Auctioneers / Sales Management Darrell & Leila Hickman RR 1, Sundre, AB T0M 1X0 Ph: 780-581-4510

This could be your spot! Call the CGA today to book your Business Card Listing!

United States Breeders

Gelbvieh guide • Spring 2021 • Page 45


LC RANCH Purebred Gelbvieh Ray & Anne Davisson Box 764, Stettler, AB T0C 2L0

403.741.4488 • 403.323.0233

NELSON GELBVIEH Duane & Linda Nelson

Box 1144, Glenwood, Alberta T0K 2R0

(403) 626-3279 “Raising Gelbvieh Cattle Since 1972!”

This could be your spot! Call the CGA today to book your Business Card Listing!

Don & Lorna Okell Box 627 Duchess, AB T0J 0Z0 403-378-4898 403-793-4549 HAROLD - 780.835.3065 BEV - 780.834.7704


Lon Carlson & Lorraine Beaudin 403.894.3413 • 403.795.1143 Box 86, Magrath, AB T0K 1J0

Page 46 • Spring 2021 • Gelbvieh guide



Bar GR Cattle

Larry, Lynne, Kate & Sarah FECHO


RON & GAIL ANDERSON Phone (780) 523-2116 Fax: (780) 523-3920

RR #2 Millet, AB T0C 1Z0 Phone: (780) 986-9705 Cell: (780) 718-5477

Box 1342 High Prairie, Alberta Canada , T0G 1E0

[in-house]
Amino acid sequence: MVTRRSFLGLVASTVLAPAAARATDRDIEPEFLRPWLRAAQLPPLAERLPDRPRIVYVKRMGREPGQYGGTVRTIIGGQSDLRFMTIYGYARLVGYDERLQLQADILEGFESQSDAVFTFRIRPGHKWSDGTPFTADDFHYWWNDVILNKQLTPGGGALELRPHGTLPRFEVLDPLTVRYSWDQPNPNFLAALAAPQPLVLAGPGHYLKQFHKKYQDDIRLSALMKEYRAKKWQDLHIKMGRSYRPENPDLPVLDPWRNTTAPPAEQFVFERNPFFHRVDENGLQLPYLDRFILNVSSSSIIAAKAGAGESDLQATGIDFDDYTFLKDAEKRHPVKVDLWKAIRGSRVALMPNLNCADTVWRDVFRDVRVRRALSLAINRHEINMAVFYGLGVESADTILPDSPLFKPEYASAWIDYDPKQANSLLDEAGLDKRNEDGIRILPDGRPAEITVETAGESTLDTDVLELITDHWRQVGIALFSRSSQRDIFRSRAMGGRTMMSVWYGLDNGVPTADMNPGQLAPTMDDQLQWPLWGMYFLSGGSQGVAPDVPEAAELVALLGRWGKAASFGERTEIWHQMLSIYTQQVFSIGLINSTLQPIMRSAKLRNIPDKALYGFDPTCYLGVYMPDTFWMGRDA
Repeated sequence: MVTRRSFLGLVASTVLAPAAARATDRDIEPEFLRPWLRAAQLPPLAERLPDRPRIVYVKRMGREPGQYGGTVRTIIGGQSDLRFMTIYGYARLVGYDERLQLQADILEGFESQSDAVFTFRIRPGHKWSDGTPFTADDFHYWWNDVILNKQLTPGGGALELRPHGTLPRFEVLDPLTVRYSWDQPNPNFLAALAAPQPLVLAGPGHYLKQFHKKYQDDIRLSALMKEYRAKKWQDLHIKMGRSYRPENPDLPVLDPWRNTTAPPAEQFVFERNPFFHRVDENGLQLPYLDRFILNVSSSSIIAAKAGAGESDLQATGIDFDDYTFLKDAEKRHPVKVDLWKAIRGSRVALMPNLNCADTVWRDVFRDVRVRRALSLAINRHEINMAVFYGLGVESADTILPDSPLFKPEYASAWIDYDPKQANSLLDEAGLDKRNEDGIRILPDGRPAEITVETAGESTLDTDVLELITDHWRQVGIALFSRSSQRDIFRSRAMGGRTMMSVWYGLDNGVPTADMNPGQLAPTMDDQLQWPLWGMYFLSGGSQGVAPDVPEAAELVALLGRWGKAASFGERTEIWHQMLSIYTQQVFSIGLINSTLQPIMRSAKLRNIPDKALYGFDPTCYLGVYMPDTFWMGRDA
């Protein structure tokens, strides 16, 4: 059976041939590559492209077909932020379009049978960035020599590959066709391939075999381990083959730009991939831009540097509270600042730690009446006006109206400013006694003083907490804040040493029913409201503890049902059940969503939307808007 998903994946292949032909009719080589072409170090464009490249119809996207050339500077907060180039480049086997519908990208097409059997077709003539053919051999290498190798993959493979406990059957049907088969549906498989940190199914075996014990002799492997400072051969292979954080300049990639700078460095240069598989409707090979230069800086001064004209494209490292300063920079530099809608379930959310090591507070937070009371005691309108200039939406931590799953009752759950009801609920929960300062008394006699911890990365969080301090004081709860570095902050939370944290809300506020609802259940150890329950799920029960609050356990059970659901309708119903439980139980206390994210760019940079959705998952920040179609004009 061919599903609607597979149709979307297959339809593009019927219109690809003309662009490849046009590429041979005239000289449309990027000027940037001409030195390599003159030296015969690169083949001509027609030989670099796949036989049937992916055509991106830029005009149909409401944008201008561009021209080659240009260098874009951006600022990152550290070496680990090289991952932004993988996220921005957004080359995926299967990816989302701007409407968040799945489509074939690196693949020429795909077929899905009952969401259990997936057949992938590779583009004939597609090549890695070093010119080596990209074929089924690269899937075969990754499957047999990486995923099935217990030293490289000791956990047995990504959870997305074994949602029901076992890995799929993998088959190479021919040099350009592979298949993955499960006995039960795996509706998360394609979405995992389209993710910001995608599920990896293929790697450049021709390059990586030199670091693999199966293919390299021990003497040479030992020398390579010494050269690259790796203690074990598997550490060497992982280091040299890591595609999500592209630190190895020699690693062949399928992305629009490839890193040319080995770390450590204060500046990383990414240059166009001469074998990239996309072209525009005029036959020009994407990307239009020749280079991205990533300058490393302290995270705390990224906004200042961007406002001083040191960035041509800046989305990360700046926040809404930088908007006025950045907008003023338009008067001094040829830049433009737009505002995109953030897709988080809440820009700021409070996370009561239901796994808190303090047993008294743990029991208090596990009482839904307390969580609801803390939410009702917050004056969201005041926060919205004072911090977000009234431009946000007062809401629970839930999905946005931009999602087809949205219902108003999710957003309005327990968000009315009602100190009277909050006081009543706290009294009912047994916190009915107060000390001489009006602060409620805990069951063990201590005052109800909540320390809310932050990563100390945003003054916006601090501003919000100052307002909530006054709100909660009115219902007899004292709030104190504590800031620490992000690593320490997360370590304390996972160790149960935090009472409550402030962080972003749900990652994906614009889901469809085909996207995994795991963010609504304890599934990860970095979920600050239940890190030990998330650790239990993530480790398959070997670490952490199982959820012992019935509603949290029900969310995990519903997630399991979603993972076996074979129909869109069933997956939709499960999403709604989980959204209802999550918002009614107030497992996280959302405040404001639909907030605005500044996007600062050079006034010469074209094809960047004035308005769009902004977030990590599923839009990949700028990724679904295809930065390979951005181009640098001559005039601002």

Chuck & Jennifer Williams

403-854-6270 403-854-0190 Hanna, AB

Saskatchewan This could be your spot! Call the CGA today to book your Business Card Listing!


c/o James Knudson Ph: 306-322-7158



“Breeding for Quality Polled Gelbvieh With the Commercial Man in Mind”


Knudson Farms Gelbvieh

Box 386, Archerwill, SK S0E 0B0

Ontario The Wirgau’s

Box 25, Narcisse, MB R0C 2H0 Neal & Christine Lee & Cynthia (204) 981-5996 (204) 278-3255 World Class Cattle - First Class Service

This could be your spot! Call the CGA today to book your Business Card Listing! Gelbvieh guide • Spring 2021 • Page 47

COMING EVENTS A Complimentary Service Provided by the Canadian Gelbvieh Association Feb. 1 – Green Acres Cattle Company private treaty bull sale, off the farm, Lamont County, AB

Mar. 12-13 – Gelbvieh Advantage Bull Sale, online via Farm Gate Auction DLMS, Innisfail, AB

Feb. 13 – Thackeray Land & Cattle Bull & Commercial Heifer Sale, Goodwater Hall, Goodwater, SK